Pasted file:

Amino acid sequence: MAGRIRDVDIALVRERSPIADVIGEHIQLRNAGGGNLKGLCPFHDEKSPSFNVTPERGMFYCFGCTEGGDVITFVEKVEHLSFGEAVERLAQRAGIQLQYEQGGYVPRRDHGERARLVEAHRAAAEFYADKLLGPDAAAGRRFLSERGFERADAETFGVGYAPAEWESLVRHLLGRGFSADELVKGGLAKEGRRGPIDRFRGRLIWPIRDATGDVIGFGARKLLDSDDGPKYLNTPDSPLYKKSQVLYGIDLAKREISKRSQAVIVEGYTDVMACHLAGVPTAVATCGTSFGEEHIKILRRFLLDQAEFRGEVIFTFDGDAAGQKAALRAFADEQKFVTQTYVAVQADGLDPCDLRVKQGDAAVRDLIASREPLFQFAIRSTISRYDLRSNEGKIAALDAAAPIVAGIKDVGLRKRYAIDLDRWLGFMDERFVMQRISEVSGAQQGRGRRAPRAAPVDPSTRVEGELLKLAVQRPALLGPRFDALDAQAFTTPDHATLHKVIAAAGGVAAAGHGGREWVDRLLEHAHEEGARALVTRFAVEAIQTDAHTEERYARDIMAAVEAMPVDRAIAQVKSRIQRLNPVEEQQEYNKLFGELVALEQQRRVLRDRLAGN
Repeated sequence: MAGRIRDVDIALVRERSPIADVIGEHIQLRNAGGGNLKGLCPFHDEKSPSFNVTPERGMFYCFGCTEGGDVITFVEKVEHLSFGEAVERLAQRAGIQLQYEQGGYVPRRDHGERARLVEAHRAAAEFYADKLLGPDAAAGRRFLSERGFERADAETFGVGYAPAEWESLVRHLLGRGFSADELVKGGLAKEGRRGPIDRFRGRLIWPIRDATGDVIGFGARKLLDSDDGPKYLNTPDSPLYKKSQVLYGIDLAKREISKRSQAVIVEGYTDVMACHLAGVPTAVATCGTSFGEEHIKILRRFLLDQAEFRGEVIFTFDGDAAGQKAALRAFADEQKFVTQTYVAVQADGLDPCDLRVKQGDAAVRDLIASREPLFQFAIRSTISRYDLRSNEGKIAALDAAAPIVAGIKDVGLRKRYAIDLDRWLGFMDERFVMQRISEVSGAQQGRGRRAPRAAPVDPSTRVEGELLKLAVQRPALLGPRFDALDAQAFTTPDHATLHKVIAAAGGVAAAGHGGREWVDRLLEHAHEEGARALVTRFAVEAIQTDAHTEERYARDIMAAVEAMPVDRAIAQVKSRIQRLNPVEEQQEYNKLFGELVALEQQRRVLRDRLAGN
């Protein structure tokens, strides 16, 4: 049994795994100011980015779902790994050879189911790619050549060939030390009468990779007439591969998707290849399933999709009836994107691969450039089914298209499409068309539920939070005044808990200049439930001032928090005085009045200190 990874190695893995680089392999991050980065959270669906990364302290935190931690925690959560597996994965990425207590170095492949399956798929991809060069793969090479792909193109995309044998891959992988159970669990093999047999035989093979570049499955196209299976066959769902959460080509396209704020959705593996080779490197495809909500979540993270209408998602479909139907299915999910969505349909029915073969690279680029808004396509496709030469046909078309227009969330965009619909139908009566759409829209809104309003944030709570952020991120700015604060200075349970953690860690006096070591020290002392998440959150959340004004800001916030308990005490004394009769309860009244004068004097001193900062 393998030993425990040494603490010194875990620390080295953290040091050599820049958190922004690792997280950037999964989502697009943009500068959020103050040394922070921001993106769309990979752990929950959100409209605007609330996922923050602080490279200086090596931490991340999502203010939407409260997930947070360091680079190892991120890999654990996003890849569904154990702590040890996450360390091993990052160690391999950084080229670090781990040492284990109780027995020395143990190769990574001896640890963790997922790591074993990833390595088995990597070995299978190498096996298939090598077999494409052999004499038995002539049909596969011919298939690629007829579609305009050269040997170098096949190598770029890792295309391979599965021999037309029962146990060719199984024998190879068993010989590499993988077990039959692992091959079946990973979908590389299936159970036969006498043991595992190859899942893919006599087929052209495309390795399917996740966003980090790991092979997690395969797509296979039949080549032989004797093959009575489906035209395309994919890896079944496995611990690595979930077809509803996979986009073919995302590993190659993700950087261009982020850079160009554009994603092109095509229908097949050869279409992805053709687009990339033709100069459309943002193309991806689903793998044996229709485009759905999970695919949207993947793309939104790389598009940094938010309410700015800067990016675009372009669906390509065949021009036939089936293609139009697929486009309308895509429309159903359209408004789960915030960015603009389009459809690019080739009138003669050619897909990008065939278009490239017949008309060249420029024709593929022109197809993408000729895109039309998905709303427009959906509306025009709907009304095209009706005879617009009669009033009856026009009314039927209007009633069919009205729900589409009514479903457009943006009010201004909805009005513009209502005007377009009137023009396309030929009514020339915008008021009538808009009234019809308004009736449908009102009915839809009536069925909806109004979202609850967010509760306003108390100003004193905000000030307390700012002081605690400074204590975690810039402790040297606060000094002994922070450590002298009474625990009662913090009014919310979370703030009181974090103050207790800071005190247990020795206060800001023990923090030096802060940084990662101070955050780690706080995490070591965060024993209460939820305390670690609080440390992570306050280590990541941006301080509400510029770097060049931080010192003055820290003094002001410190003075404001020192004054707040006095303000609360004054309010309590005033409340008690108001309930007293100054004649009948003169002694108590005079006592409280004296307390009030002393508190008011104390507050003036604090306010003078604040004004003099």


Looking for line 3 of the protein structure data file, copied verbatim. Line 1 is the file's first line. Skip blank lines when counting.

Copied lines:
């Protein structure tokens, strides 16, 4: 049994795994100011980015779902790994050879189911790619050549060939030390009468990779007439591969998707290849399933999709009836994107691969450039089914298209499409068309539920939070005044808990200049439930001032928090005085009045200190 990874190695893995680089392999991050980065959270669906990364302290935190931690925690959560597996994965990425207590170095492949399956798929991809060069793969090479792909193109995309044998891959992988159970669990093999047999035989093979570049499955196209299976066959769902959460080509396209704020959705593996080779490197495809909500979540993270209408998602479909139907299915999910969505349909029915073969690279680029808004396509496709030469046909078309227009969330965009619909139908009566759409829209809104309003944030709570952020991120700015604060200075349970953690860690006096070591020290002392998440959150959340004004800001916030308990005490004394009769309860009244004068004097001193900062 393998030993425990040494603490010194875990620390080295953290040091050599820049958190922004690792997280950037999964989502697009943009500068959020103050040394922070921001993106769309990979752990929950959100409209605007609330996922923050602080490279200086090596931490991340999502203010939407409260997930947070360091680079190892991120890999654990996003890849569904154990702590040890996450360390091993990052160690391999950084080229670090781990040492284990109780027995020395143990190769990574001896640890963790997922790591074993990833390595088995990597070995299978190498096996298939090598077999494409052999004499038995002539049909596969011919298939690629007829579609305009050269040997170098096949190598770029890792295309391979599965021999037309029962146990060719199984024998190879068993010989590499993988077990039959692992091959079946990973979908590389299936159970036969006498043991595992190859899942893919006599087929052209495309390795399917996740966003980090790991092979997690395969797509296979039949080549032989004797093959009575489906035209395309994919890896079944496995611990690595979930077809509803996979986009073919995302590993190659993700950087261009982020850079160009554009994603092109095509229908097949050869279409992805053709687009990339033709100069459309943002193309991806689903793998044996229709485009759905999970695919949207993947793309939104790389598009940094938010309410700015800067990016675009372009669906390509065949021009036939089936293609139009697929486009309308895509429309159903359209408004789960915030960015603009389009459809690019080739009138003669050619897909990008065939278009490239017949008309060249420029024709593929022109197809993408000729895109039309998905709303427009959906509306025009709907009304095209009706005879617009009669009033009856026009009314039927209007009633069919009205729900589409009514479903457009943006009010201004909805009005513009209502005007377009009137023009396309030929009514020339915008008021009538808009009234019809308004009736449908009102009915839809009536069925909806109004979202609850967010509760306003108390100003004193905000000030307390700012002081605690400074204590975690810039402790040297606060000094002994922070450590002298009474625990009662913090009014919310979370703030009181974090103050207790800071005190247990020795206060800001023990923090030096802060940084990662101070955050780690706080995490070591965060024993209460939820305390670690609080440390992570306050280590990541941006301080509400510029770097060049931080010192003055820290003094002001410190003075404001020192004054707040006095303000609360004054309010309590005033409340008690108001309930007293100054004649009948003169002694108590005079006592409280004296307390009030002393508190008011104390507050003036604090306010003078604040004004003099």